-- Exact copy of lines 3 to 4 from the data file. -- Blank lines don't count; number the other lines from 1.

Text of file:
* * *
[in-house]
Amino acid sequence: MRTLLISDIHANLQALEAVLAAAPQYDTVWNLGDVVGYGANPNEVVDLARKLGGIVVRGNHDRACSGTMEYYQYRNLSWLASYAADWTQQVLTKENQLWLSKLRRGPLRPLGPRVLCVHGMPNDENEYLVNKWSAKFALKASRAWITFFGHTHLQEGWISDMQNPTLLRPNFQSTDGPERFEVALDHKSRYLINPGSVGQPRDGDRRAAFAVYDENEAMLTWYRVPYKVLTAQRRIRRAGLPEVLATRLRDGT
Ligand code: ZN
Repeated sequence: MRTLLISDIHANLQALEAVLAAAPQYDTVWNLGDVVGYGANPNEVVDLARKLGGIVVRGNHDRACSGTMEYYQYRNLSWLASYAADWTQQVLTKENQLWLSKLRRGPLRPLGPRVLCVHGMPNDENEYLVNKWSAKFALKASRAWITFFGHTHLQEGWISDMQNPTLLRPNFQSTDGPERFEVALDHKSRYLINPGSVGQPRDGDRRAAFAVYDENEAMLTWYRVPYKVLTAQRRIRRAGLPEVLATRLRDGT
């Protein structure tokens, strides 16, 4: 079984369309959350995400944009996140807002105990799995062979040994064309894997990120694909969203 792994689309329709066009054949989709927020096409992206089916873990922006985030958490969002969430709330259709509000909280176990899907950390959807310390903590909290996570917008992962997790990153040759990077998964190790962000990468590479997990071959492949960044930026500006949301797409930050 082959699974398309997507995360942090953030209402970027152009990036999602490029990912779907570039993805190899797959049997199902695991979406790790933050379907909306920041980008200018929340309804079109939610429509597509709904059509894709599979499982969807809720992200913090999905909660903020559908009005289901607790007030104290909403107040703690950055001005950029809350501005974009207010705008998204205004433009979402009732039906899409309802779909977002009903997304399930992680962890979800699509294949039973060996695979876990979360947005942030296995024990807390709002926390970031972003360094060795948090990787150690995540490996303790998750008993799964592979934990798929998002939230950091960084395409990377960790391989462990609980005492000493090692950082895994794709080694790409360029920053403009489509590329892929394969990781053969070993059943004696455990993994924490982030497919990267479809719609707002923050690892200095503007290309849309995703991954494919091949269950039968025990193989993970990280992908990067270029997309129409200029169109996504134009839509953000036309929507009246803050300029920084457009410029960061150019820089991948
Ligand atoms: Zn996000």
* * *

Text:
Ligand code: ZN
Repeated sequence: MRTLLISDIHANLQALEAVLAAAPQYDTVWNLGDVVGYGANPNEVVDLARKLGGIVVRGNHDRACSGTMEYYQYRNLSWLASYAADWTQQVLTKENQLWLSKLRRGPLRPLGPRVLCVHGMPNDENEYLVNKWSAKFALKASRAWITFFGHTHLQEGWISDMQNPTLLRPNFQSTDGPERFEVALDHKSRYLINPGSVGQPRDGDRRAAFAVYDENEAMLTWYRVPYKVLTAQRRIRRAGLPEVLATRLRDGT